The Virgin of the Rocks is one of the London National Portrait Gallery’s most-visited paintings. Leonardo da Vinci painted the scene of the Virgin Mary with the infant Christ twice, the earlier version, dating from around 1483-1486, belongs to the Louvre, and the National Portrait Gallery’s c. 1491-1508 version was part of the St Francesco Altarpiece in Milan. Its stunning detail is thought to allude to the Immaculate Conception but recent studies have revealed more to the story and it also reveals a little more about da Vinci, himself.
After more extensive scientific research, the National Portrait Gallery (NPG) has discovered two entire under-drawings beneath the surface of the painting. The interesting thing was, though, that what the research revealed underneath the paint was not a drawing for the painting we see but earlier sketches that da Vinci did of the same painting. So, just like any of us, da Vinci couldn’t quite make up his mind at first.
The painting we see shows Mary, clad in a blue gown, not enthroned in heaven but kneeling with her right arm around St John the Baptist as an infant who is clasping his hands in a gesture of prayer towards the infant Christ. To the right of the painting, Mary’s left-hand hovers over Christ’s head as he blesses St John the Baptist in return. An angel sat behind Christ points towards St John the Baptist and looks onto the scene. What the NPG’s research shows is a closer, tighter composition. St John the Baptist is not present and the angel now holds the Christ child while Mary looks onto them both. In the second drawing, Christ’s head shifts to a different angle.
This isn’t the first time that researchers noticed the under drawings; they were first noted in 2004. At that time, research showed that at some point, da Vinci has altered the angle of Mary’s head, but this was chalked up to an earlier attempt at the same painting. The most recent findings show that da Vinci didn’t merely tweak some details but he completely changed the painting.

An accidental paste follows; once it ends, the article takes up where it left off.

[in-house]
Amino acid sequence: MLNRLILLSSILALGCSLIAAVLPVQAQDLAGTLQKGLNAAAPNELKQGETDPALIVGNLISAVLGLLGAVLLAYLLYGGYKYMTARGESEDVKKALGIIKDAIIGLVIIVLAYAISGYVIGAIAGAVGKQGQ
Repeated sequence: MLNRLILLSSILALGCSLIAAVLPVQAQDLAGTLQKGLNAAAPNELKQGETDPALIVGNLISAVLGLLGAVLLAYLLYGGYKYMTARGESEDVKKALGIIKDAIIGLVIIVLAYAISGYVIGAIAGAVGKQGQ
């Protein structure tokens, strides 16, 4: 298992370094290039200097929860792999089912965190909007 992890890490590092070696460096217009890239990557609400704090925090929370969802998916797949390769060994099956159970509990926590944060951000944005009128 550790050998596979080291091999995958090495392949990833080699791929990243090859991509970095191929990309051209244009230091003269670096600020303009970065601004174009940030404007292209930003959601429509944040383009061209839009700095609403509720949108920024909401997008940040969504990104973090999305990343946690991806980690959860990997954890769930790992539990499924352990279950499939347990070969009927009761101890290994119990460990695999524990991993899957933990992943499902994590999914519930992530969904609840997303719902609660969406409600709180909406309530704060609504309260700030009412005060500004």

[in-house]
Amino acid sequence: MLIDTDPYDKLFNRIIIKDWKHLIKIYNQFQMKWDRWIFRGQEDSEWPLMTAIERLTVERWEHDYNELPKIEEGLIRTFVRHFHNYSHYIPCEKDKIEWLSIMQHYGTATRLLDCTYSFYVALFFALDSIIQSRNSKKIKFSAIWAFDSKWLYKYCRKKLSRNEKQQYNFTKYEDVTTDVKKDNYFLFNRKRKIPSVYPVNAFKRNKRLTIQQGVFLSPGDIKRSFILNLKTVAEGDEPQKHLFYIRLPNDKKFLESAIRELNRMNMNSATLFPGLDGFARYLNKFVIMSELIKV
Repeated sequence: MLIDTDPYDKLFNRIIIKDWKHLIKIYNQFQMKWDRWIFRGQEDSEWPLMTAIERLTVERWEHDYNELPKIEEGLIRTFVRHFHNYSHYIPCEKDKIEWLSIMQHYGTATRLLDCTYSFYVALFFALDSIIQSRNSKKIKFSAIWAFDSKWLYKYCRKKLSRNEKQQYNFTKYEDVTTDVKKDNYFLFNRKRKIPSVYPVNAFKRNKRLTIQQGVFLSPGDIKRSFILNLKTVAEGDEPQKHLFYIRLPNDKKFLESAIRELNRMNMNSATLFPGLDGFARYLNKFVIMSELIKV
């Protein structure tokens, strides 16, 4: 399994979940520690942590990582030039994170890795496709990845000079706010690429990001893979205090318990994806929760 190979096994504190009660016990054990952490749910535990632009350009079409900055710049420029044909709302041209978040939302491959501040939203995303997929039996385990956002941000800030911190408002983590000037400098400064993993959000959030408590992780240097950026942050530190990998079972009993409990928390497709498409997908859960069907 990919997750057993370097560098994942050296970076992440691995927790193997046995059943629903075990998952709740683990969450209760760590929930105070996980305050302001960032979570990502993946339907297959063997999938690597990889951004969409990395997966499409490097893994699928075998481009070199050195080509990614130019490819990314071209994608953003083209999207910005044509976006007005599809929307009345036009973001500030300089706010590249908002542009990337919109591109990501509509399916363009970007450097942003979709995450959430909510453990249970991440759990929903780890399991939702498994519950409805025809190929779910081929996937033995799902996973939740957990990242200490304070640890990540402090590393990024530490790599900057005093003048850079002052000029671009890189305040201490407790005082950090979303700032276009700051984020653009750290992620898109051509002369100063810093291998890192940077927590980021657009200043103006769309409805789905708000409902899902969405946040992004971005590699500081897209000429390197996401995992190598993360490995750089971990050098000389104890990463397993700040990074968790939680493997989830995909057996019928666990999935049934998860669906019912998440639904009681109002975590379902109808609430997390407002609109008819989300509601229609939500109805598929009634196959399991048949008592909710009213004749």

Using cutting-edge techniques researchers spent months working on the painting revealing the first takes of da Vinci’s masterpiece. Da Vinci used a zinc-based pigment to create the under drawings, which was able to be detected by macro x-ray fluorescence maps. After being x-rayed, the work was analysed with hyperspectral imaging. While the under-drawings have been fully documented, there is no explanation as to why da Vinci changed his original work, and that might always remain a mystery.
The NPG’s announcement of this new information comes just weeks before the opening of ‘Leonardo: Experience a Masterpiece,’ which opens November 9th. The exhibition will celebrate the 500th anniversary of the artist’s death and will be presented by 59 Production, the same group responsible for the video design from the 2012 London Olympics Opening Ceremony.
‘This is an exciting opportunity,’ said Dr Carline Campbell, NPG director of collections and research, ‘to not only share our innovative findings, but also to invite the public to explore and engage with what we have found.’